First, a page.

With headlines like “Virtual Reality Learns How to Get Into Classroom,” which The Wall Street Journal ran this February, the hype cycle around VR’s potential in education has returned.
This time, a medley of new players—especially technology magnates—are jumping in the fray: Facebook has committed to pour money into developing education apps for its $600 Oculus Rift. On the other end of the market, Google is offering its $15 Cardboard alongside Expeditions, which takes viewers on virtual field trips. The search giant is also working with Houghton Mifflin Harcourt, a major education publisher, to create content and lesson plans for classrooms. Meanwhile, startups like Nearpod are introducingvirtual reality lessons to prime the market.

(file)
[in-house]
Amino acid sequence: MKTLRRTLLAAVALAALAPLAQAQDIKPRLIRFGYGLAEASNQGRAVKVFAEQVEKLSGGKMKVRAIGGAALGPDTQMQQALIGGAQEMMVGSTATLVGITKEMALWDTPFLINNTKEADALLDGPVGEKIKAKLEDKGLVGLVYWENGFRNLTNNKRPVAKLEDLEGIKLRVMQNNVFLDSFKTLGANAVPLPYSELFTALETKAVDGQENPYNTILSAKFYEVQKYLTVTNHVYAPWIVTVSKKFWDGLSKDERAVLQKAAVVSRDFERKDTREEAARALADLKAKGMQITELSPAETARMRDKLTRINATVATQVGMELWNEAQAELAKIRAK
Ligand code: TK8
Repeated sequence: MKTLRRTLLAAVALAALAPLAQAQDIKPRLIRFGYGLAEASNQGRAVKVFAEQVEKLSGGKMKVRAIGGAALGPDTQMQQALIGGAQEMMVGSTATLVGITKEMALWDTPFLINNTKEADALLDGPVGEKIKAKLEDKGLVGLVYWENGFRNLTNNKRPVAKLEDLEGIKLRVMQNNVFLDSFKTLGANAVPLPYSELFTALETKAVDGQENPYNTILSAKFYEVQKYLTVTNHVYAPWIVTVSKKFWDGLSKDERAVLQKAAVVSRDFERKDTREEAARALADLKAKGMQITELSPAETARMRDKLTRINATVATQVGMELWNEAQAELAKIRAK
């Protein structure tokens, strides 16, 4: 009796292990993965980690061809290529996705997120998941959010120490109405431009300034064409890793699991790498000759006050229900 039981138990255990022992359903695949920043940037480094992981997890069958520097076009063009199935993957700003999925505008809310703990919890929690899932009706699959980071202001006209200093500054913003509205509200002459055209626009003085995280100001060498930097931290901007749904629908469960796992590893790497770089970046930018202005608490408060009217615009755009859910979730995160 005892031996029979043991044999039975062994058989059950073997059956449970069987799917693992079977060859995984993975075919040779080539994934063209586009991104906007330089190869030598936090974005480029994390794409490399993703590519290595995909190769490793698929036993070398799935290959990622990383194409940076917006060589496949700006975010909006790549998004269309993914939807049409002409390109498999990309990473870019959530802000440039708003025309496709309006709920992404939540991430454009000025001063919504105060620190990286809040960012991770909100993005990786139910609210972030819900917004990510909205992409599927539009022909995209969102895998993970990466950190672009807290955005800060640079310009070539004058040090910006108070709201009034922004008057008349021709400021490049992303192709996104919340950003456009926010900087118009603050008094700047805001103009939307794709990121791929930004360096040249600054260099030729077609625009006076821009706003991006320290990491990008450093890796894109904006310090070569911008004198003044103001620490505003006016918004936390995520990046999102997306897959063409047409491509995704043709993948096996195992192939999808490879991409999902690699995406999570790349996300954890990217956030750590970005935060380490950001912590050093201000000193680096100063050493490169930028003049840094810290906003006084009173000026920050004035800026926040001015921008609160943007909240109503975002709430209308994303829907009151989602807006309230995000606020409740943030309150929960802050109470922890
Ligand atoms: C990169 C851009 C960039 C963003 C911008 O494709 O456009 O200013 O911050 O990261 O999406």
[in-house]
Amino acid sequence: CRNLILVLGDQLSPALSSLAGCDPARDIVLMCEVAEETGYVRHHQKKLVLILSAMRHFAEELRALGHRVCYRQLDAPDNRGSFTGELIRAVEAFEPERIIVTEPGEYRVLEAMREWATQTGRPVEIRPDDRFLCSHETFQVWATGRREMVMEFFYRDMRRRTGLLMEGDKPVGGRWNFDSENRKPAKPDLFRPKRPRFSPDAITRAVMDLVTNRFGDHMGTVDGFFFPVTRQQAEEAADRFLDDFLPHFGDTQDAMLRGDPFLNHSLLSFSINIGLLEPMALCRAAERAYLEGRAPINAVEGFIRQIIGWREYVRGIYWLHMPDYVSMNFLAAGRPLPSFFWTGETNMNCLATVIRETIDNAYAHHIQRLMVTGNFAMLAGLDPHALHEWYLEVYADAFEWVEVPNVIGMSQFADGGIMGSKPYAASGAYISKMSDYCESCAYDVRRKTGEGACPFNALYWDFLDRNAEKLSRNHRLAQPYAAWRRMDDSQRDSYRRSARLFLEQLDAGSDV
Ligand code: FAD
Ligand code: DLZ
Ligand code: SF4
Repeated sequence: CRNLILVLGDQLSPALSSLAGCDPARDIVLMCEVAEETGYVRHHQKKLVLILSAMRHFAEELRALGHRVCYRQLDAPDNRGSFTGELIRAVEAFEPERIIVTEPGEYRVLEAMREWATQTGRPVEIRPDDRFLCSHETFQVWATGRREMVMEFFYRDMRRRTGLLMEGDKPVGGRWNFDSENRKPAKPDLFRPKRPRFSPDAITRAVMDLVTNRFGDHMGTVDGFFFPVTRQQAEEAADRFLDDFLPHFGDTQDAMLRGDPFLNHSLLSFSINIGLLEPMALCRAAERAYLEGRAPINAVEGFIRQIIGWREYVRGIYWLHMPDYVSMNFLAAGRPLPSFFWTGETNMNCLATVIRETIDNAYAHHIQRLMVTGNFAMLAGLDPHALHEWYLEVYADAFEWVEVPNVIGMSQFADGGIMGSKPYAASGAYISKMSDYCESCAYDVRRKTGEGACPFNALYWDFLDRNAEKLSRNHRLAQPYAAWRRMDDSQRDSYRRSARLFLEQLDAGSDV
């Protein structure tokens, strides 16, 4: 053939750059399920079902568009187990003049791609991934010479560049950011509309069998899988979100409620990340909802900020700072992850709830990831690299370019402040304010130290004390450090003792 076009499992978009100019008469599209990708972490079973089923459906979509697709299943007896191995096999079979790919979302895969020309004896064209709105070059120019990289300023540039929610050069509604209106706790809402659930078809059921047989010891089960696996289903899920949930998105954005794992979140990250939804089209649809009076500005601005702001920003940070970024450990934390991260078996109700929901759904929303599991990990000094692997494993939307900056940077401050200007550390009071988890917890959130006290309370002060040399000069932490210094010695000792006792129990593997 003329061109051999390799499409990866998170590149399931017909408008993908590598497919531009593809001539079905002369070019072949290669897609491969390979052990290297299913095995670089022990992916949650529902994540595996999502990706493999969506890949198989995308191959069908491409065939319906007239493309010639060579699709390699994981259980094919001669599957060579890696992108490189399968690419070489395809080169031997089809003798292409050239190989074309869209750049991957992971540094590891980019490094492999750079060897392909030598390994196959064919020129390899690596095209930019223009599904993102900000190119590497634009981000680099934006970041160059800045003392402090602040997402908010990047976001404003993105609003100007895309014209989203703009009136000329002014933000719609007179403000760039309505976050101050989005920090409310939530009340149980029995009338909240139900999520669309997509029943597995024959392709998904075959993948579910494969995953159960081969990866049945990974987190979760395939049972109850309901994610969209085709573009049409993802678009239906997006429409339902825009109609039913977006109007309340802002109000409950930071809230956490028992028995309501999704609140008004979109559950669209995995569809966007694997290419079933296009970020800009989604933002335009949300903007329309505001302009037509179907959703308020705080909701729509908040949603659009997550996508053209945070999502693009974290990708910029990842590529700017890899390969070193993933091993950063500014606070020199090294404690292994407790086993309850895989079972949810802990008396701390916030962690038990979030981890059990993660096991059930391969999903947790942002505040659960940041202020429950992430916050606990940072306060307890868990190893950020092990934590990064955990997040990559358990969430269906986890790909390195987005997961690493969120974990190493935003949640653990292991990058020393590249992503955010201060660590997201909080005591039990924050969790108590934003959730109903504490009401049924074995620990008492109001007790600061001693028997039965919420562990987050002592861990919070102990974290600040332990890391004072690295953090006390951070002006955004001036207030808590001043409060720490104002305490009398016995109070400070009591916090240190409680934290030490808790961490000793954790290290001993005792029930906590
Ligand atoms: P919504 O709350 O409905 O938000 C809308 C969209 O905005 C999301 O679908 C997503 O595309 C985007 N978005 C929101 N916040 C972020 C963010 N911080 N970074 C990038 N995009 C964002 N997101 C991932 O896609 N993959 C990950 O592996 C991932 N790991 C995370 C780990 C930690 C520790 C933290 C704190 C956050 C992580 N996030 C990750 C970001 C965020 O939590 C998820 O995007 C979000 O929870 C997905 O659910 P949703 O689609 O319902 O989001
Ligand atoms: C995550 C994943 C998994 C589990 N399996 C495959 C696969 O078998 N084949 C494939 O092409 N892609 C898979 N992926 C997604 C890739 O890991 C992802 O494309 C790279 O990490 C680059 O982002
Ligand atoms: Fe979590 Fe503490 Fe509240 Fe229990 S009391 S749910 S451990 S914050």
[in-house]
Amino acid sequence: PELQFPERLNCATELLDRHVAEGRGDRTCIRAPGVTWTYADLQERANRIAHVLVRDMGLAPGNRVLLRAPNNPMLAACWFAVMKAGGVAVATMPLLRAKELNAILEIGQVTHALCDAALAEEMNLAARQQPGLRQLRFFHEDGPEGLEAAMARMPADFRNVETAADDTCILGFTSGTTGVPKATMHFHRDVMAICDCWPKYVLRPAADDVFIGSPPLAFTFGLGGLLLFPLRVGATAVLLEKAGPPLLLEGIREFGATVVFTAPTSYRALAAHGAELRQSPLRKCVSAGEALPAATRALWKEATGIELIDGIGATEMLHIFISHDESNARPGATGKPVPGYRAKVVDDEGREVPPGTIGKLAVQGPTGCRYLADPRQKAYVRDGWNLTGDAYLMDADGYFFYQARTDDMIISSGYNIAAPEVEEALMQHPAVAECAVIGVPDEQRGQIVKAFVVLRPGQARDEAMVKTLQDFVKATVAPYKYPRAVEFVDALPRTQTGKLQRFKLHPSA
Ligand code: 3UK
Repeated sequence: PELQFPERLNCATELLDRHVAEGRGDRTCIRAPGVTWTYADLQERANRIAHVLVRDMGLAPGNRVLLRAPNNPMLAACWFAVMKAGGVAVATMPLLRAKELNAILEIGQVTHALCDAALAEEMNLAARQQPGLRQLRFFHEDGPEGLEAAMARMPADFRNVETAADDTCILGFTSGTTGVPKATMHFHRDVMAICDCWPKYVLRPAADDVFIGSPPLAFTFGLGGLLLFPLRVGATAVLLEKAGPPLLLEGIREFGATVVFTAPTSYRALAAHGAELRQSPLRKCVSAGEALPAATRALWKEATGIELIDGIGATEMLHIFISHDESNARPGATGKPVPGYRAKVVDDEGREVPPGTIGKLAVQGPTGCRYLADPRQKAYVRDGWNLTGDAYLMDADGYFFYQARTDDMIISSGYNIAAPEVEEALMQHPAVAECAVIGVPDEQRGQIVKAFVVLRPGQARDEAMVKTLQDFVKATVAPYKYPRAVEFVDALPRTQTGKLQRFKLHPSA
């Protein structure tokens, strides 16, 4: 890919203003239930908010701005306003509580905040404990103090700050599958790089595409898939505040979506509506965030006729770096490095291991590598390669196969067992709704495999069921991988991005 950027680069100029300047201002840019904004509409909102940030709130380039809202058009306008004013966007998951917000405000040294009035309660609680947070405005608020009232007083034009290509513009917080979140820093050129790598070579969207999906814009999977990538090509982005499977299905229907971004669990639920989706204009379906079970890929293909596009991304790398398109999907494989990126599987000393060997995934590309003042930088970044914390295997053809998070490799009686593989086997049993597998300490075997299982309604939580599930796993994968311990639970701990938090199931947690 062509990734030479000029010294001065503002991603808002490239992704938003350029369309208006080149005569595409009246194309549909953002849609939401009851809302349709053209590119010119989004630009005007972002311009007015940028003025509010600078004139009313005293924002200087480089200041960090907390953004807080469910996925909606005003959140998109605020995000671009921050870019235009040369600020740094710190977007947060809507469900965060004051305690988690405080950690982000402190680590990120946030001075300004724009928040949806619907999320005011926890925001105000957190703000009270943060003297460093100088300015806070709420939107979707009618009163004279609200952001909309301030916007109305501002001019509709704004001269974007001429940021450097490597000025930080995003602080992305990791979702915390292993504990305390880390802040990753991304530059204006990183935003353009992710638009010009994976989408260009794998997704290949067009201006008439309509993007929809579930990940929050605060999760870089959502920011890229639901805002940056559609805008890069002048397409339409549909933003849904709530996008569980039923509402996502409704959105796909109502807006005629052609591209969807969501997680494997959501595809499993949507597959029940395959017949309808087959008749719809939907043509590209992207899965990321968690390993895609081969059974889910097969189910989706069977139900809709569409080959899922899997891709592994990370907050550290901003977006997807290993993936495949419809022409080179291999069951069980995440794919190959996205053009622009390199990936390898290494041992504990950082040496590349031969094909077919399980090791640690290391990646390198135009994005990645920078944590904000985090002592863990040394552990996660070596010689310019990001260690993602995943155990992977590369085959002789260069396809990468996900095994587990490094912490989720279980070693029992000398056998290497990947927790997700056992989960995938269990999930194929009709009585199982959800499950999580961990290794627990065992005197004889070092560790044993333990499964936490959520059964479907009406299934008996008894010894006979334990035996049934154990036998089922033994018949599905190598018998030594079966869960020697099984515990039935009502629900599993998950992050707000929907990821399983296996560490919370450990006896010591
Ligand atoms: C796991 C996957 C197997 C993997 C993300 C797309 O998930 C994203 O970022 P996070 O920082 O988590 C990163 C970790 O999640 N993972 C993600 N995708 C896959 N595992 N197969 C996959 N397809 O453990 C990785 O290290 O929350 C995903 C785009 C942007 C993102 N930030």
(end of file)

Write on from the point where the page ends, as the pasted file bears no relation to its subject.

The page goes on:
Even one charter school, the Washington Leadership Academy in Washington, D.C., is venturing into the reality space. It nabbed one of the $10 million prizes from the XQ: Super School Project in part for its plans to develop the first-ever virtual chemistry lab, among other ideas it has for the technology.
But as the hype and hope build, some temperance is appropriate. This isn’t the first time educators have speculated that virtual reality would sweep through America’s classrooms.